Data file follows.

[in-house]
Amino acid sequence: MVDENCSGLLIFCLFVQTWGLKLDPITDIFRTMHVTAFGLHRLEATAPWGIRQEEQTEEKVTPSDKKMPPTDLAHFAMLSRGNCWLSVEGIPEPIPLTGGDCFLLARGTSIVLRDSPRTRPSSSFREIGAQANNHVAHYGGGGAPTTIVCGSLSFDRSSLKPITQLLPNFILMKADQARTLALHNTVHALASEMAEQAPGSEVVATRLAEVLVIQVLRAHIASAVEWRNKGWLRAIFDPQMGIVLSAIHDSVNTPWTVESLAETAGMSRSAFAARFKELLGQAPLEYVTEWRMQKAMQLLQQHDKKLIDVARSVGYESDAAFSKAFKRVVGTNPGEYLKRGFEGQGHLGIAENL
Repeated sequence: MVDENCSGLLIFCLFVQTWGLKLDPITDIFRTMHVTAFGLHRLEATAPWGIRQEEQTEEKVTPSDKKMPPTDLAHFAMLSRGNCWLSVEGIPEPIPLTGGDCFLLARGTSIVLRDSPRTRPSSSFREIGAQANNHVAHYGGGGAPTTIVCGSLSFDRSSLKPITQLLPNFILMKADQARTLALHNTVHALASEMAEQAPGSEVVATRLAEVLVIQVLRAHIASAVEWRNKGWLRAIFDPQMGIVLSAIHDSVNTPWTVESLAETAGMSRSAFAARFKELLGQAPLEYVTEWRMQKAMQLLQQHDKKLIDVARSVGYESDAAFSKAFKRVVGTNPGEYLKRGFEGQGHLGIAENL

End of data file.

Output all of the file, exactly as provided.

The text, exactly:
[in-house]
Amino acid sequence: MVDENCSGLLIFCLFVQTWGLKLDPITDIFRTMHVTAFGLHRLEATAPWGIRQEEQTEEKVTPSDKKMPPTDLAHFAMLSRGNCWLSVEGIPEPIPLTGGDCFLLARGTSIVLRDSPRTRPSSSFREIGAQANNHVAHYGGGGAPTTIVCGSLSFDRSSLKPITQLLPNFILMKADQARTLALHNTVHALASEMAEQAPGSEVVATRLAEVLVIQVLRAHIASAVEWRNKGWLRAIFDPQMGIVLSAIHDSVNTPWTVESLAETAGMSRSAFAARFKELLGQAPLEYVTEWRMQKAMQLLQQHDKKLIDVARSVGYESDAAFSKAFKRVVGTNPGEYLKRGFEGQGHLGIAENL
Repeated sequence: MVDENCSGLLIFCLFVQTWGLKLDPITDIFRTMHVTAFGLHRLEATAPWGIRQEEQTEEKVTPSDKKMPPTDLAHFAMLSRGNCWLSVEGIPEPIPLTGGDCFLLARGTSIVLRDSPRTRPSSSFREIGAQANNHVAHYGGGGAPTTIVCGSLSFDRSSLKPITQLLPNFILMKADQARTLALHNTVHALASEMAEQAPGSEVVATRLAEVLVIQVLRAHIASAVEWRNKGWLRAIFDPQMGIVLSAIHDSVNTPWTVESLAETAGMSRSAFAARFKELLGQAPLEYVTEWRMQKAMQLLQQHDKKLIDVARSVGYESDAAFSKAFKRVVGTNPGEYLKRGFEGQGHLGIAENL